According to the PND 2021 – 2025, the most promising opportunities relate to the development of agro-industries, the free zone for the textile industry, the special industrial park for the automobile assembly line with spare parts manufacturers, and the pharmaceutical industry, says Kacoutie.

She says a free zone has also been set up to promote the establishment of technology and communication companies.

The Village des technologies de l’information et de la biotechnologie (VITIB) is made up of telecommunication majors and companies in applications development, computer and electrical cabinet assembly, electronic archiving, training, and three data centres.

“The VITIB is also a start-up incubation programme, allowing investors to evolve with tax and customs advantages in order to start their activity in an efficient way,” says Kacoutie.

She says the Centre de Promotion des Investissements en Côte d’Ivoire (CEPICI) is an organisation in charge of attracting investors and assisting them during the whole investment period. “The CEPICI assists investors with all administrative and tax procedures including the setting up of a company.”

Côte d’Ivoire is a member of the Central Bank of West African States, which defines monetary policy and ensures the stability of the currency. “As the currency is managed at a regional level, there are no local issues in Côte d’Ivoire that can affect the currency.”

New legislation

In January 2022, The Council of Ministers adopted a decree regulating teleworking. “Teleworking is therefore a recognised method of performing an employment contract, whether it is full-time or part-time, alternating with days of actual presence at the usual place of work.

“It should be noted, however, that unless it is provided for in the employment contract, teleworking constitutes a substantial change to the employment contract, insofar as it has the effect of changing the place of performance of the services,” says Kacoutie.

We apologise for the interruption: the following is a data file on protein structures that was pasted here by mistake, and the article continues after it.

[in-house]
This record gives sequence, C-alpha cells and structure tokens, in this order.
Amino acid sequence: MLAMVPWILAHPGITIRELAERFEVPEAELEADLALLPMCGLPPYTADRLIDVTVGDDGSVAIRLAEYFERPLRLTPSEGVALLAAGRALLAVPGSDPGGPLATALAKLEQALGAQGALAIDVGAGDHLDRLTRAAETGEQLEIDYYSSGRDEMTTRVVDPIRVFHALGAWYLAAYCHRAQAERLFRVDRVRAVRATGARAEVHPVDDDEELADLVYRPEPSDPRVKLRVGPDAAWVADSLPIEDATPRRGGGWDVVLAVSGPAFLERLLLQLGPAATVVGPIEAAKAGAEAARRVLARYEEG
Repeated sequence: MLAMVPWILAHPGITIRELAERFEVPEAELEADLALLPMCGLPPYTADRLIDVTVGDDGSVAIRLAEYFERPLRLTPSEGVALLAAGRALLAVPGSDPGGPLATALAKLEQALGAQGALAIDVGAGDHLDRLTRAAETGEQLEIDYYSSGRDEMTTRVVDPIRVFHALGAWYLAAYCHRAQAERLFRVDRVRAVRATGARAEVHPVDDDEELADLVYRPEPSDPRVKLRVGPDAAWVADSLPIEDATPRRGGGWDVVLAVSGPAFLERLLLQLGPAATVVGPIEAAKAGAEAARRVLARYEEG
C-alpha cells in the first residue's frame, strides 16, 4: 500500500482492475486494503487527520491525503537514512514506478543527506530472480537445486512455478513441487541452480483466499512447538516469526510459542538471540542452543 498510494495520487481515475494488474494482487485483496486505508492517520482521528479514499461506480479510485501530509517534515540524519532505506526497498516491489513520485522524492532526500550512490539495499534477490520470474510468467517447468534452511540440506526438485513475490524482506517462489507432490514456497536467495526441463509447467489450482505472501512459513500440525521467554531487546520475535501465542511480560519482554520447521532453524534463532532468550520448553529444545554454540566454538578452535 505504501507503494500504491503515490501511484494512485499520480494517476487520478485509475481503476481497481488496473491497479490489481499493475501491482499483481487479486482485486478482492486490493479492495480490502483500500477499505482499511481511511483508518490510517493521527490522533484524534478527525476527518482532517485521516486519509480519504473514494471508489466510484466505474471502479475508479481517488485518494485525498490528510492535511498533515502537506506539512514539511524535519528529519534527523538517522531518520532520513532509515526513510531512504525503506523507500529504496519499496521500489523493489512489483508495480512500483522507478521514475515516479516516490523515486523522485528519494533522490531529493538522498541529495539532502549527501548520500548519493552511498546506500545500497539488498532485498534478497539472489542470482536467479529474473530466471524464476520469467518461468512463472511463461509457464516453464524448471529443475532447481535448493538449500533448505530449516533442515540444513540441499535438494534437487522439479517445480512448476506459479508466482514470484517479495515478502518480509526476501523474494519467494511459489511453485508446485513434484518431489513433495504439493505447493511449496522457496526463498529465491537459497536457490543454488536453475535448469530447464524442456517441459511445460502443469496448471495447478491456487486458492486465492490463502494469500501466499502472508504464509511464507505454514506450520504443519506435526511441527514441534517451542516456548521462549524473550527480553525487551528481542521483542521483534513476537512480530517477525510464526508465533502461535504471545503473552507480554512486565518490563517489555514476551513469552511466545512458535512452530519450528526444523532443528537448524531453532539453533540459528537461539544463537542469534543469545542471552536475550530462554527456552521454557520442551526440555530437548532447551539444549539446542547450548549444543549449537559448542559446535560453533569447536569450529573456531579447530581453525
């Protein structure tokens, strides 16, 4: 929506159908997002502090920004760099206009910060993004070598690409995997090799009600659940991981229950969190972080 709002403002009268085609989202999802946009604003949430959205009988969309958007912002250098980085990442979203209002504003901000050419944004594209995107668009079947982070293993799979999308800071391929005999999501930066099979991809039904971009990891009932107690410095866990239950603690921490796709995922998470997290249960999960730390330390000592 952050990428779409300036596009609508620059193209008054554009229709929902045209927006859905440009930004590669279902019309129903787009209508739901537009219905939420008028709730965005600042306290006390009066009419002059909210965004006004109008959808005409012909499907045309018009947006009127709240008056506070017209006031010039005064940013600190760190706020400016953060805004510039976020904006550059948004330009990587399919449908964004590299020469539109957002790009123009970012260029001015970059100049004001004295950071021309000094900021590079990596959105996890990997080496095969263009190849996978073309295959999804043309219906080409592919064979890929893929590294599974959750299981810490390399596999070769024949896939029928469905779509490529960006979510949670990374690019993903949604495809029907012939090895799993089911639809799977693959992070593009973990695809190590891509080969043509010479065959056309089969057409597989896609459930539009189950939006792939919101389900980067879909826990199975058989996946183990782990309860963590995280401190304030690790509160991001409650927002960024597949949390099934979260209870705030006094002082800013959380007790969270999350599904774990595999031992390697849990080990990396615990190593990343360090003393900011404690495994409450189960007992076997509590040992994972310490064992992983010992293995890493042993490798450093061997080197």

Teleworking can be imposed on all employees in case of exceptional circumstances or force majeure, without any particular formalities. This means unforeseen circumstances related to health or safety which prevent the normal functioning of the company.

It can also be imposed within the framework of a collective agreement between the employer and the employees’ representative bodies. “Finally, teleworking can also be implemented in the framework of an individual agreement between the employer and the employee,” says Kacoutie.

The firm  

FDKA is a law firm with a reputation for advice in the sectors of investment banking, corporate and commercial law and complex litigation as well as public law, securities, and petroleum product law.

The firm’s clients include private sector businesses, government and international donor agencies, mixed-economy entities (State / Private) non-governmental agencies and multinational companies with regional headquarters in Abidjan.

It has advised on legislative reform and sat on legal reform committees. It has also taken part in the building up of some of the Organization for the Harmonization of Business Law in Africa (OHADA) Acts, says Kakoutie. OHADA has seventeen West African and Central African members.

Certain members of FDKA are currently sitting, or used to sit on various reform committees, supervisory board and regulatory bodies. “In July 2022, two of the firm’s partners participated as experts in the “Réseau International des Femmes Avocates” summer school on financing,” says Kacoutie.